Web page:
Navigating rentals is already a challenge, but more so when your landlord questions your need for an emotional support pet in the apartment.
They may even want to talk to your therapist, which gets you thinking, “Can my landlord call my doctor about my Emotional Support Animal?”
In this article, I am going to cover the answer to this question, and also discuss in more general terms, some of your rights as a tenant with an Emotional Support Animal.
The information contained in this post is for informational purposes only. It is not legal advice. You should seek the advice of a qualified legal professional before making any decisions relating to the topics covered by this article.
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Emotional Support Animals (ESA) are companion animals that give emotional comfort to people with mental health disabilities.
These animals, prescribed by psychologists, can help mentally challenged patients cope with anxiety and other emotional breakdowns.
Emotional Support Animals are not to be confused with Service Animals, which are trained to assist people with mental and physical disabilities.
An ESA is also federally acknowledged to have rights under the Fair Housing Act (FHA), which means you’re legally allowed to own one in rental units.
Under Fair Housing rules provided by the HUD (US Department of Housing and Urban Development), an ESA doesn’t count as a regular pet.
They’re prescribed by therapists as part of a patient’s treatment, making them an exception to the No Pet policy that many rental units impose.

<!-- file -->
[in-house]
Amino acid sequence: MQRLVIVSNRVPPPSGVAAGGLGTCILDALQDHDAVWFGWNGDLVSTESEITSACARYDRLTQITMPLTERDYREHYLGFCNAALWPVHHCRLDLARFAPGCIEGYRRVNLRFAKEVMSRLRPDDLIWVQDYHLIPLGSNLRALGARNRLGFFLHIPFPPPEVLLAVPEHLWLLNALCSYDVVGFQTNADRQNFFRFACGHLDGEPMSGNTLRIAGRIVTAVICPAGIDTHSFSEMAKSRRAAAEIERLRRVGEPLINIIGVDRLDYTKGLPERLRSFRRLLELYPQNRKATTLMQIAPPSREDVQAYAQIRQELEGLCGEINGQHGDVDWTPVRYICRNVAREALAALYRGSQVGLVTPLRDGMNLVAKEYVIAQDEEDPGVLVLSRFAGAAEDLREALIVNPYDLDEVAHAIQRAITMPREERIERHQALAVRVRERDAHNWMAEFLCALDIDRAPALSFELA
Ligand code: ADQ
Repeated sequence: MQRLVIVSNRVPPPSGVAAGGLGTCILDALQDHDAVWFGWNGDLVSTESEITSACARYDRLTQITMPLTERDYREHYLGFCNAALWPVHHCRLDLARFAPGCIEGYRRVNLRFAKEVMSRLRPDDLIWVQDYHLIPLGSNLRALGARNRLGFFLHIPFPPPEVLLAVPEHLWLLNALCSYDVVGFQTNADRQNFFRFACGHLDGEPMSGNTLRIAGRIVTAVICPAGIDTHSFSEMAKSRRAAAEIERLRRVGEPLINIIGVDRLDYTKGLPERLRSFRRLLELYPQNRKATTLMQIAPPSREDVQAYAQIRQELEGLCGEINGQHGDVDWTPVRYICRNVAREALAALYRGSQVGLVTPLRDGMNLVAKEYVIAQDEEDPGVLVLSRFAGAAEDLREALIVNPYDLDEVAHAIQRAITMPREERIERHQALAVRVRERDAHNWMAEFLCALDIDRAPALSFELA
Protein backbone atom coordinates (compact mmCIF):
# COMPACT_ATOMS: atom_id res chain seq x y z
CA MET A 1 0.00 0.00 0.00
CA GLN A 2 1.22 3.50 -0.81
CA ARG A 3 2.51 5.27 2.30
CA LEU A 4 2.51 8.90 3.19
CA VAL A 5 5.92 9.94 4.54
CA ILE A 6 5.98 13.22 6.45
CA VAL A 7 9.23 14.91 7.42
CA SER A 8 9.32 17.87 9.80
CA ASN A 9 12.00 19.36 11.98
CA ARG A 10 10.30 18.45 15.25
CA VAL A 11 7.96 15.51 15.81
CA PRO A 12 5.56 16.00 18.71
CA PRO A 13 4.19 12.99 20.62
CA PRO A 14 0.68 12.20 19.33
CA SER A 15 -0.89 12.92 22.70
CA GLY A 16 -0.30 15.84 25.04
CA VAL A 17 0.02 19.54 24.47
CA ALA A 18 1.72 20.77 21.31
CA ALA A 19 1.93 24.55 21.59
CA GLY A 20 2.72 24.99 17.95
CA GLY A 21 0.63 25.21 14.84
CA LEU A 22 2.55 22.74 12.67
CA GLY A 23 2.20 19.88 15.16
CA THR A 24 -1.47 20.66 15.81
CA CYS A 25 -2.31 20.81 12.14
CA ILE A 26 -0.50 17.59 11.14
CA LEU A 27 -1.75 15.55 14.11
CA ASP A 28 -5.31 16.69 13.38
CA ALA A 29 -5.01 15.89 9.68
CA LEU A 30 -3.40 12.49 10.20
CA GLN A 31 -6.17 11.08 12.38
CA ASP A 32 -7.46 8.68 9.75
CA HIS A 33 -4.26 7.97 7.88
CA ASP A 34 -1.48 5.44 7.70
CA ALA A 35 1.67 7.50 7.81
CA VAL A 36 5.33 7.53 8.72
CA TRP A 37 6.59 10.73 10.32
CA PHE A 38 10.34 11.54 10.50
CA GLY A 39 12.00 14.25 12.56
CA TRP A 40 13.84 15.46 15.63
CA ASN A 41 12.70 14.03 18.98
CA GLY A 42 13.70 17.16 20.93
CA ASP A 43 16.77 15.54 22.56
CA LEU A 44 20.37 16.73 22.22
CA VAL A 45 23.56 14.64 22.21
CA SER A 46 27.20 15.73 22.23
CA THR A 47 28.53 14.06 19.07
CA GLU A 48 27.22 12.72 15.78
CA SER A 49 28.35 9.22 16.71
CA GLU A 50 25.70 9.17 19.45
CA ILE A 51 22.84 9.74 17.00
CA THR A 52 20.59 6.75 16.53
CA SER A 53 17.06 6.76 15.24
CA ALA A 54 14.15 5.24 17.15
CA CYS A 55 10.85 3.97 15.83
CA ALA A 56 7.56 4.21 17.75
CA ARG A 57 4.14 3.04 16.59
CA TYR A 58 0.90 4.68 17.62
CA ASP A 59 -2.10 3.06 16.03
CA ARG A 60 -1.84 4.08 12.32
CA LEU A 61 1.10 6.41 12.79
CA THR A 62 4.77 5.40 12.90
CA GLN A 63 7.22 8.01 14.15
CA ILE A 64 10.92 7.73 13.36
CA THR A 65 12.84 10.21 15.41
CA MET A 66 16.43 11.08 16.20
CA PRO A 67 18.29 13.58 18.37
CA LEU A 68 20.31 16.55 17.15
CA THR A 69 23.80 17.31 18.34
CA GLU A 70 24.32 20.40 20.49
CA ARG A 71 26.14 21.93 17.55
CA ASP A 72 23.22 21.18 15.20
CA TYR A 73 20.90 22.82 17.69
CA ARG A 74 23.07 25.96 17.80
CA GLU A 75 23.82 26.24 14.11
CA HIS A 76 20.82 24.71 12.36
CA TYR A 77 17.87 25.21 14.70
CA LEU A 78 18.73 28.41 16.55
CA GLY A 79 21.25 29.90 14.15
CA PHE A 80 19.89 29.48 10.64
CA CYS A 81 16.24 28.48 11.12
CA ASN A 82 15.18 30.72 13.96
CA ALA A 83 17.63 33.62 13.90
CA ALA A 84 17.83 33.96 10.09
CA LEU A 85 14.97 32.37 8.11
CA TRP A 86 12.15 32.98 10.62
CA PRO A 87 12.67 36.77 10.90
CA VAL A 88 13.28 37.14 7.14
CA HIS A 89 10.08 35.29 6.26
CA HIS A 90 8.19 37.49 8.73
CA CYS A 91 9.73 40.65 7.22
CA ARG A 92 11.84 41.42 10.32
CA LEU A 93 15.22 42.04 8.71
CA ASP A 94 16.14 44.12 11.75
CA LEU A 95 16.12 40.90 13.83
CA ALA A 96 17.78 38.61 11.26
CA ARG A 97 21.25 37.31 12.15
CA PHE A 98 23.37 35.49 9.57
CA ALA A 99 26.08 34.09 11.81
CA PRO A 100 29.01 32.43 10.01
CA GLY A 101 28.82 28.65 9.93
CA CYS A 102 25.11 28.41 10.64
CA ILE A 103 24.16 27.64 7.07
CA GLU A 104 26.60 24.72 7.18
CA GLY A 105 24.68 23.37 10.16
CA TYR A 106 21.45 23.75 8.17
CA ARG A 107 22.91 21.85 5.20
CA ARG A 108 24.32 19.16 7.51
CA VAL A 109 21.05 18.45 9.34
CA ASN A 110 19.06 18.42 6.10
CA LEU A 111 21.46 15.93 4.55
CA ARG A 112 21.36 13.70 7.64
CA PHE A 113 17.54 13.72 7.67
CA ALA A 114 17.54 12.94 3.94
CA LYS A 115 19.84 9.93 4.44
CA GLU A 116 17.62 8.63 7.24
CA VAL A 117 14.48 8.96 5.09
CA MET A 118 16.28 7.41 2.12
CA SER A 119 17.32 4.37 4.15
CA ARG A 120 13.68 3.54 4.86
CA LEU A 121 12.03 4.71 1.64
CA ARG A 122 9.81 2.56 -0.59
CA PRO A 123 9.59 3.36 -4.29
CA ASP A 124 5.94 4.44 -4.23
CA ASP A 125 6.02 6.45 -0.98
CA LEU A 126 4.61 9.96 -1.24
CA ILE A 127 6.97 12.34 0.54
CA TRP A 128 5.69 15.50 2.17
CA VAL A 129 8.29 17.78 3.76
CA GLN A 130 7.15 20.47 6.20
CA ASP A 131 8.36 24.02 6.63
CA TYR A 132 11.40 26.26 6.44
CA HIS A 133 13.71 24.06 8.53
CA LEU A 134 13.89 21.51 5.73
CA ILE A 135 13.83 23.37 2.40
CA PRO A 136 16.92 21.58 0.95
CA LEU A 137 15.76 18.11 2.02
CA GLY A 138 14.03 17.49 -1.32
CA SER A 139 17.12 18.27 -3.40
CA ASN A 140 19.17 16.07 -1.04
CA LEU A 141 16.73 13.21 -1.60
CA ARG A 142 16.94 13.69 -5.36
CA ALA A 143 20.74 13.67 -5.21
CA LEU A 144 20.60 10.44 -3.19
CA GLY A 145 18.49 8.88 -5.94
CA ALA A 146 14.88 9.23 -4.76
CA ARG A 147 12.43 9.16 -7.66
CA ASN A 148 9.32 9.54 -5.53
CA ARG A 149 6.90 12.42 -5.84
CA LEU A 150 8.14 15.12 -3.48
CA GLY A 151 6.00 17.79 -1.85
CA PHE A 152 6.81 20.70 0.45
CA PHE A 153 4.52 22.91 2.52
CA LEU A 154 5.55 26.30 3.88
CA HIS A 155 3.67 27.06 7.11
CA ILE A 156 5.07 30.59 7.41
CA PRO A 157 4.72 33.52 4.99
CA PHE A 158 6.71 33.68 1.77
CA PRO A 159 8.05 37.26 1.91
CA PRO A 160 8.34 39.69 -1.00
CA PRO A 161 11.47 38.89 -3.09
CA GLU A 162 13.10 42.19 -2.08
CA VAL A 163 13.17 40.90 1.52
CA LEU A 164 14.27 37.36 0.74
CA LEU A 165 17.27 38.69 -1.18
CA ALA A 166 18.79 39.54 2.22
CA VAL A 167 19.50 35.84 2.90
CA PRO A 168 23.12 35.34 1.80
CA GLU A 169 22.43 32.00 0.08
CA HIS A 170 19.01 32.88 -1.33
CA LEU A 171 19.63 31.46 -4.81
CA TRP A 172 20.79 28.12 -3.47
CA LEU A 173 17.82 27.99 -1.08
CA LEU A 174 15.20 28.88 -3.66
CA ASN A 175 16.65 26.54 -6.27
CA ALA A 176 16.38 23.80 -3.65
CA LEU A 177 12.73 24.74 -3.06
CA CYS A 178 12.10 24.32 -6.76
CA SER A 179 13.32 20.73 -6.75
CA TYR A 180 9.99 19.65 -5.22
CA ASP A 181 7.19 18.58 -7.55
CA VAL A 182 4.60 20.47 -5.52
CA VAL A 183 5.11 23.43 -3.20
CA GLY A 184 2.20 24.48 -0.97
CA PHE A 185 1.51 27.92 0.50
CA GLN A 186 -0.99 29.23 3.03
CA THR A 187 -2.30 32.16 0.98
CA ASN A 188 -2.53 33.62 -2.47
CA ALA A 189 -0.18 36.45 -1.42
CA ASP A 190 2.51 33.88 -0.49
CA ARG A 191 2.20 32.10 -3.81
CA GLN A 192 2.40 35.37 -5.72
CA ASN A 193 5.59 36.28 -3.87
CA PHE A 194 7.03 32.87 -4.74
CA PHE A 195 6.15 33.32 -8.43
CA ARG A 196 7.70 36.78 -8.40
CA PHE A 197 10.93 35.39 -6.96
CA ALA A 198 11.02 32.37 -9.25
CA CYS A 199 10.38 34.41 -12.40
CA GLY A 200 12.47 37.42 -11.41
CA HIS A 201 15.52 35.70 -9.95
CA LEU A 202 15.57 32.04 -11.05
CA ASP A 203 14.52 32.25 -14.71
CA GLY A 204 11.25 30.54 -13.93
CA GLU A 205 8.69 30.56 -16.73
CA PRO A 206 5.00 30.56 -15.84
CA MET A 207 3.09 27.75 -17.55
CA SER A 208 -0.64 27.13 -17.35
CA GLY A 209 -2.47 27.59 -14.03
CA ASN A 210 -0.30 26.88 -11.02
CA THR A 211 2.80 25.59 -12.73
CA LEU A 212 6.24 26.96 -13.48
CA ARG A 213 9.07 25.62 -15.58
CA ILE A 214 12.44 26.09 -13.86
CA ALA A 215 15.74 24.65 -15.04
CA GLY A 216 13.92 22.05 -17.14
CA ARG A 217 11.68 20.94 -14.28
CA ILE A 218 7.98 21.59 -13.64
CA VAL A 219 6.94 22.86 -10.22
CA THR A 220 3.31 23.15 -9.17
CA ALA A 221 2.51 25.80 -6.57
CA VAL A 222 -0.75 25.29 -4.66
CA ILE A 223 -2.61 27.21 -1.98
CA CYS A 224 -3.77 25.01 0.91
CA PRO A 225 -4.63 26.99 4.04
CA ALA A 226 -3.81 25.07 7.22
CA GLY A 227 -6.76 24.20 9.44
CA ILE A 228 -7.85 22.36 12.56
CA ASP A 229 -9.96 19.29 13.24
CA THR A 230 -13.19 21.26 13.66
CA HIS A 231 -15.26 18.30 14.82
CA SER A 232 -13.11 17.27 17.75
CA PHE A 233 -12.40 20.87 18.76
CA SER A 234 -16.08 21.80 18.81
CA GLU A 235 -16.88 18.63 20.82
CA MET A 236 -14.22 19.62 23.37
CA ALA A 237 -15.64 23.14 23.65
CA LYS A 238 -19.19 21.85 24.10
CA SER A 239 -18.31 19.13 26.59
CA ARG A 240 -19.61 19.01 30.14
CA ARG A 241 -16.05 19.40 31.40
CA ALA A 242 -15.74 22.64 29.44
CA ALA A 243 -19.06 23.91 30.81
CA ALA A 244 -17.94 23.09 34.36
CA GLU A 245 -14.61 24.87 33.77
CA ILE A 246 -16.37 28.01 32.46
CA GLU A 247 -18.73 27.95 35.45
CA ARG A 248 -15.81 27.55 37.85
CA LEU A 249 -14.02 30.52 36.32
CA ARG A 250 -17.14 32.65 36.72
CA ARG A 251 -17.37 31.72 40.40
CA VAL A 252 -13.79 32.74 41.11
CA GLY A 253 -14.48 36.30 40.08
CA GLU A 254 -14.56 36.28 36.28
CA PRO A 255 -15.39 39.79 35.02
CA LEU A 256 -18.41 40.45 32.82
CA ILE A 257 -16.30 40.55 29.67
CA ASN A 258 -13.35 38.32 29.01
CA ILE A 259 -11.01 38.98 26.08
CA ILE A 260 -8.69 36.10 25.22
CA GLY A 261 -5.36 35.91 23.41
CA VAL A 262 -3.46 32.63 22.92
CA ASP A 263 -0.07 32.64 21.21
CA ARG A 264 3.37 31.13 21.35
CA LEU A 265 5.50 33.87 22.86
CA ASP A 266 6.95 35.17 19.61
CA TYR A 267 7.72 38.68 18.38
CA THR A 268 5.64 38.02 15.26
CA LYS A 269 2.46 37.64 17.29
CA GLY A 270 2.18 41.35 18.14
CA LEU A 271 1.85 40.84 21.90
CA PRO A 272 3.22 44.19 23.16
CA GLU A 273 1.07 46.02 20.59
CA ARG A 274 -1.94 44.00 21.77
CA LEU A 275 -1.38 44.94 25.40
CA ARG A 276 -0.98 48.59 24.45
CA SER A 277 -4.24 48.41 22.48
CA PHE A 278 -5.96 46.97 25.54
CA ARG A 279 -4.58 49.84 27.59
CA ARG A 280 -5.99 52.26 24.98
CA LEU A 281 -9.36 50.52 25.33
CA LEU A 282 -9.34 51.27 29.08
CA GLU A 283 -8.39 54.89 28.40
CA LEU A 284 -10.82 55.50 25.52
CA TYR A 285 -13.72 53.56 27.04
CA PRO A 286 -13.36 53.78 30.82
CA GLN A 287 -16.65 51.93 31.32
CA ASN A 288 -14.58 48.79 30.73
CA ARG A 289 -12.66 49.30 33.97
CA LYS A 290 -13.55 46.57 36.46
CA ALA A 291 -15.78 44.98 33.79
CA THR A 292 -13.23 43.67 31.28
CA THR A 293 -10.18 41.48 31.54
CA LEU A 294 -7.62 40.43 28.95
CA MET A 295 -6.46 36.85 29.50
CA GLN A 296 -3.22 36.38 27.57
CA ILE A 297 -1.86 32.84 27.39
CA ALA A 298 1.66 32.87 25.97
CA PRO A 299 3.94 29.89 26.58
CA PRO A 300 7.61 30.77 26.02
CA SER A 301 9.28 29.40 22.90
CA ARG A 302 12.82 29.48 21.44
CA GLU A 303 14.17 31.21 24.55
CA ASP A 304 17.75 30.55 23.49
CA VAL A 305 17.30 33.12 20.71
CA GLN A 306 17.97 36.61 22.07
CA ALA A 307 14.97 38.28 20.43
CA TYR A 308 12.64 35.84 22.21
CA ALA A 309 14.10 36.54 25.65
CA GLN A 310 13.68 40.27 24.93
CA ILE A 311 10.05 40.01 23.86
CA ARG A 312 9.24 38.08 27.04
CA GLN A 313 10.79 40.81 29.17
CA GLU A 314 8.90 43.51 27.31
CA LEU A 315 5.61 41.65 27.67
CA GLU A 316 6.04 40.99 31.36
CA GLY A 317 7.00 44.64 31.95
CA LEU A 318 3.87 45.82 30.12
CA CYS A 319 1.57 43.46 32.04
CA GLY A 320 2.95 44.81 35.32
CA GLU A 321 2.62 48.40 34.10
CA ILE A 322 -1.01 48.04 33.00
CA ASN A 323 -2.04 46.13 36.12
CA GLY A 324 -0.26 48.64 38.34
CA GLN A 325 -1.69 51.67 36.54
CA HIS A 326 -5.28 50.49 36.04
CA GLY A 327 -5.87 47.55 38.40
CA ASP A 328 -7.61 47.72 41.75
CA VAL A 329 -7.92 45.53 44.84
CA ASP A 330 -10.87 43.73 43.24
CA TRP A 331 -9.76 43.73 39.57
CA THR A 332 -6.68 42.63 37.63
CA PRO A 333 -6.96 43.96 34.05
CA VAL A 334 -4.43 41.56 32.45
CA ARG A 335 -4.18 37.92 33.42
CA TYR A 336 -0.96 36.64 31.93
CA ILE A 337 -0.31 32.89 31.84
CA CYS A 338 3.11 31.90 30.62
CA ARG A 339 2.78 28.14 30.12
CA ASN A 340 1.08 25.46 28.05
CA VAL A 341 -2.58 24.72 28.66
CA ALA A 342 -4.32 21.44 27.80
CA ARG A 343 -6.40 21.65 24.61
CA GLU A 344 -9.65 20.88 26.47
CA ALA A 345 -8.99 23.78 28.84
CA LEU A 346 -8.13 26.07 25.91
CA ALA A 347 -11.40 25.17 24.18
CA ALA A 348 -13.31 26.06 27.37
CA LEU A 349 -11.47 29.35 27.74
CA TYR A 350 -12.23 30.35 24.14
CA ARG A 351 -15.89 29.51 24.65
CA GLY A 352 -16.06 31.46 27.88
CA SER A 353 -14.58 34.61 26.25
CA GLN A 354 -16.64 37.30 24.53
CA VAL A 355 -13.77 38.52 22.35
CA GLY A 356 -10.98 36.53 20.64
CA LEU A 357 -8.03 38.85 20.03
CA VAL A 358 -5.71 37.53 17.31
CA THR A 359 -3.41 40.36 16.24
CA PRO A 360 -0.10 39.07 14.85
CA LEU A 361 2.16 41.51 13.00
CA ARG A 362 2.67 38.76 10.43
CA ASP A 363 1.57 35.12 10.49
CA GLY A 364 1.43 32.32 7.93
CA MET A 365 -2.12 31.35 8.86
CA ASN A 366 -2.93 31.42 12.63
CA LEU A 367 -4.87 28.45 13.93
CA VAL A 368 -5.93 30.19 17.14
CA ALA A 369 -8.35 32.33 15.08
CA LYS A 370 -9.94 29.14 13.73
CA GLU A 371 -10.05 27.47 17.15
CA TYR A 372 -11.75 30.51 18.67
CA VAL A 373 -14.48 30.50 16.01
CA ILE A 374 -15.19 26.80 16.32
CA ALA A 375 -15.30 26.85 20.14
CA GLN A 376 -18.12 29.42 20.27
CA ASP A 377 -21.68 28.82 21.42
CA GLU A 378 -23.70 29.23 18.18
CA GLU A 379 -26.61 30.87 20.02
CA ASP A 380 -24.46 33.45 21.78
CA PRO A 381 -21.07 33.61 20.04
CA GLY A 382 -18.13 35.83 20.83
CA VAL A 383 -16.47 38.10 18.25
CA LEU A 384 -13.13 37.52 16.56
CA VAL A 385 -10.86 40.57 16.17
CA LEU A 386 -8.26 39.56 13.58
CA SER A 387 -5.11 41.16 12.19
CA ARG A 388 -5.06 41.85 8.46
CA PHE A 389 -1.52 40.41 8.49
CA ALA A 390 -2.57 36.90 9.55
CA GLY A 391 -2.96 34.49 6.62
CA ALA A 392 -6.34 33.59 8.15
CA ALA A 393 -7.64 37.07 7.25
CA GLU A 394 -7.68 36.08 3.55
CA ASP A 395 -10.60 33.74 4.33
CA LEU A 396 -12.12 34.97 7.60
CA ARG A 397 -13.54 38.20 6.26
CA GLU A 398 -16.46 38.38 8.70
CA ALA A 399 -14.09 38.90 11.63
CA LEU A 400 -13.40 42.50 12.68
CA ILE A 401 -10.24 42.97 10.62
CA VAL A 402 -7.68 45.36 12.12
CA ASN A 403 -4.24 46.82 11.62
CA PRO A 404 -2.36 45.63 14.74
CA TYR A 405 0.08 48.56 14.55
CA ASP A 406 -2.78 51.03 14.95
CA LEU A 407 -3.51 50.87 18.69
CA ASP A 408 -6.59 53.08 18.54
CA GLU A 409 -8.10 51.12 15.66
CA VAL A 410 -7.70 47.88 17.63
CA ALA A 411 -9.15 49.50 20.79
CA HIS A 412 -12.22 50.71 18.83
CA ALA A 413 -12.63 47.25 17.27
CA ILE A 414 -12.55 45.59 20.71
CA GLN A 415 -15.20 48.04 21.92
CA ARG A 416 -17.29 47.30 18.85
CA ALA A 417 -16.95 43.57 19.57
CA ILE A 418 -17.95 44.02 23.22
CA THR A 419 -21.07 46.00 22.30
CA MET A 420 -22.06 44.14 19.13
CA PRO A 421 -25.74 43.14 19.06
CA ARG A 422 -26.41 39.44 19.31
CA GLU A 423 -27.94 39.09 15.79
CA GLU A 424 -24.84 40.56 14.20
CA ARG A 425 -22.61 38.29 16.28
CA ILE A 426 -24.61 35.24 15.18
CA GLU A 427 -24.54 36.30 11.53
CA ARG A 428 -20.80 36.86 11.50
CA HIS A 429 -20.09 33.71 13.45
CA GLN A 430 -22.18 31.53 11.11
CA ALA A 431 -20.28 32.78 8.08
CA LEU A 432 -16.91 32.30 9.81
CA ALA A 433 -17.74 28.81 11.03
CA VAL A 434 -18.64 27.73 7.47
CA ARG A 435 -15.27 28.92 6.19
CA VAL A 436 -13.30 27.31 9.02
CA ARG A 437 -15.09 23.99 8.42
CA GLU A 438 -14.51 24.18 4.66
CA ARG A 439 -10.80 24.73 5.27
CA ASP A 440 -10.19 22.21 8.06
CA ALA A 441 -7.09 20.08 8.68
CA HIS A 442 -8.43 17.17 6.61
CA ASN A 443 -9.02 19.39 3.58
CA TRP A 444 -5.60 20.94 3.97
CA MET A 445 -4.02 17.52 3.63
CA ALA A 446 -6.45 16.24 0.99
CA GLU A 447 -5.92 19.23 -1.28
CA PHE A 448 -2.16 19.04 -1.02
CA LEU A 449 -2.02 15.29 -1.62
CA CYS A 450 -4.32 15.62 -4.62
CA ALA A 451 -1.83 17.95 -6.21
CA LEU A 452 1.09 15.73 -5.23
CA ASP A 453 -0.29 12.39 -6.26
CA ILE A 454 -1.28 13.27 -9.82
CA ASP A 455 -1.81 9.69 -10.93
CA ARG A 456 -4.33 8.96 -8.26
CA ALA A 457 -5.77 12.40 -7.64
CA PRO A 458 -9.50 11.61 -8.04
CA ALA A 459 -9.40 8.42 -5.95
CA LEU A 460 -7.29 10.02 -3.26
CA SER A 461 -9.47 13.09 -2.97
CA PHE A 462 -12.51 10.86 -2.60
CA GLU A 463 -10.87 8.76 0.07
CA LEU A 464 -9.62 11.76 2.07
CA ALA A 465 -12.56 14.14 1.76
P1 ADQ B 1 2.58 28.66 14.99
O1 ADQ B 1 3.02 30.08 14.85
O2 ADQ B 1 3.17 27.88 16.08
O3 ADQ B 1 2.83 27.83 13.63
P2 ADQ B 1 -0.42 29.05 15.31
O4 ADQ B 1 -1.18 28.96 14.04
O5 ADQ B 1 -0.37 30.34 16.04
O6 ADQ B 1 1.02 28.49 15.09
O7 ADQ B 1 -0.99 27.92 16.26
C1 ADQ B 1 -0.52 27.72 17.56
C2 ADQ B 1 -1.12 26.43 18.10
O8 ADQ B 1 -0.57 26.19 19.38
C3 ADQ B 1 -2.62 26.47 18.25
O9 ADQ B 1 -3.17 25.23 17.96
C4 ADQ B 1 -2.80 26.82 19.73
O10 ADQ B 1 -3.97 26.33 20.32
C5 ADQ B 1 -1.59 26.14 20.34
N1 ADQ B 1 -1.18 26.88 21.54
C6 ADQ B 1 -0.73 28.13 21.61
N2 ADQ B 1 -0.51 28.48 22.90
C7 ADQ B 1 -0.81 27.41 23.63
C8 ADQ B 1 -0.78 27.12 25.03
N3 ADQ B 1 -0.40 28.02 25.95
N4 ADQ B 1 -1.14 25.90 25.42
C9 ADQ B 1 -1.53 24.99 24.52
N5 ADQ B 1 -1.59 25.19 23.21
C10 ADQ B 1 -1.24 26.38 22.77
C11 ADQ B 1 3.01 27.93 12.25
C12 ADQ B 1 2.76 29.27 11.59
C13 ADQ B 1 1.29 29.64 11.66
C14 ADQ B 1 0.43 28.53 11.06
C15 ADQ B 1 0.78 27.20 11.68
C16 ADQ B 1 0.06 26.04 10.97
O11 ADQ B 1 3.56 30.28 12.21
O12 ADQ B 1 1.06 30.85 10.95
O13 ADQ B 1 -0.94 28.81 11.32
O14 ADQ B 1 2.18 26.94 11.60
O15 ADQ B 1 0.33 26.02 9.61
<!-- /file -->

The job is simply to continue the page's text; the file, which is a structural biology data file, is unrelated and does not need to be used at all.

For landlords to allow your ESA to your unit, they will require a certification letter from your therapist.
The letter should state how your ESA helps provide relief to one or more symptoms of your disability. The letter should also have your healthcare provider’s name, contact details, and licensure number as proof.
Now, if your landlord may still feel sketchy about your certification letter, it’s okay for them to verify.
But, they’re not allowed to call your therapist directly because of privacy laws. Neither can they ask about your medical records, as this can be grounds for discrimination.
In most cases, letters with complete details, as mentioned above, should be the only proof that they need.
However, if they want to verify further, they can check state websites for the validity of your therapist’s license number.
Another way for them to double-check is to download the Reasonable Accommodation Form for your therapist to fill out for you.
Although in rare cases, landlords are only allowed to call if there’s written consent from you. Still, they can’t ask anything further than verification.
Landlords also have rights as to why they can’t accommodate your ESA. Only with these valid reasons can they reject your ESA application:
- If your certification letter is inauthentic or expired
- If other people living in the same unit have allergies to certain animals
- If it causes repercussions to insurance
- If your ESA is unmanageable and dangerous
- If the size of your ESA can’t be accommodated (ex. livestock)
Emotional Support Animals are essential to the well-being of tenants with mental disabilities. But, landlords sometimes need to double-check your certification letter.
So, the answer to your question, “Can my landlord call my doctor about my emotional support animal?” is no, they can’t.
They can only verify by looking up your therapist’s license number on the state website or having your therapist fill out the Reasonable Accommodation Form.